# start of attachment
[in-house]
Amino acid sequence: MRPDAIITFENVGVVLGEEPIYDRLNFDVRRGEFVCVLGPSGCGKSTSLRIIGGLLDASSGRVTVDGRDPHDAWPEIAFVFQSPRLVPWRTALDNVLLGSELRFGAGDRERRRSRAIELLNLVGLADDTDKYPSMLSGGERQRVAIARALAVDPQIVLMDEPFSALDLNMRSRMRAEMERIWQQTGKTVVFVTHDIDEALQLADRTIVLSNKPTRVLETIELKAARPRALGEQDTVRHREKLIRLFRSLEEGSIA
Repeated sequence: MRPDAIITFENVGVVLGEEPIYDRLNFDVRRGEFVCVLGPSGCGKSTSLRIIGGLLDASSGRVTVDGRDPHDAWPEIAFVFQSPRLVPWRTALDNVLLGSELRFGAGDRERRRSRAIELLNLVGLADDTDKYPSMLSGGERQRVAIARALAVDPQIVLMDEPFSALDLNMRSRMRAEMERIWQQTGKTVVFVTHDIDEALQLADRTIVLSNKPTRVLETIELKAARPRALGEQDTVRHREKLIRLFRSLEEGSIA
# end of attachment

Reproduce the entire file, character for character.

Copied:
[in-house]
Amino acid sequence: MRPDAIITFENVGVVLGEEPIYDRLNFDVRRGEFVCVLGPSGCGKSTSLRIIGGLLDASSGRVTVDGRDPHDAWPEIAFVFQSPRLVPWRTALDNVLLGSELRFGAGDRERRRSRAIELLNLVGLADDTDKYPSMLSGGERQRVAIARALAVDPQIVLMDEPFSALDLNMRSRMRAEMERIWQQTGKTVVFVTHDIDEALQLADRTIVLSNKPTRVLETIELKAARPRALGEQDTVRHREKLIRLFRSLEEGSIA
Repeated sequence: MRPDAIITFENVGVVLGEEPIYDRLNFDVRRGEFVCVLGPSGCGKSTSLRIIGGLLDASSGRVTVDGRDPHDAWPEIAFVFQSPRLVPWRTALDNVLLGSELRFGAGDRERRRSRAIELLNLVGLADDTDKYPSMLSGGERQRVAIARALAVDPQIVLMDEPFSALDLNMRSRMRAEMERIWQQTGKTVVFVTHDIDEALQLADRTIVLSNKPTRVLETIELKAARPRALGEQDTVRHREKLIRLFRSLEEGSIA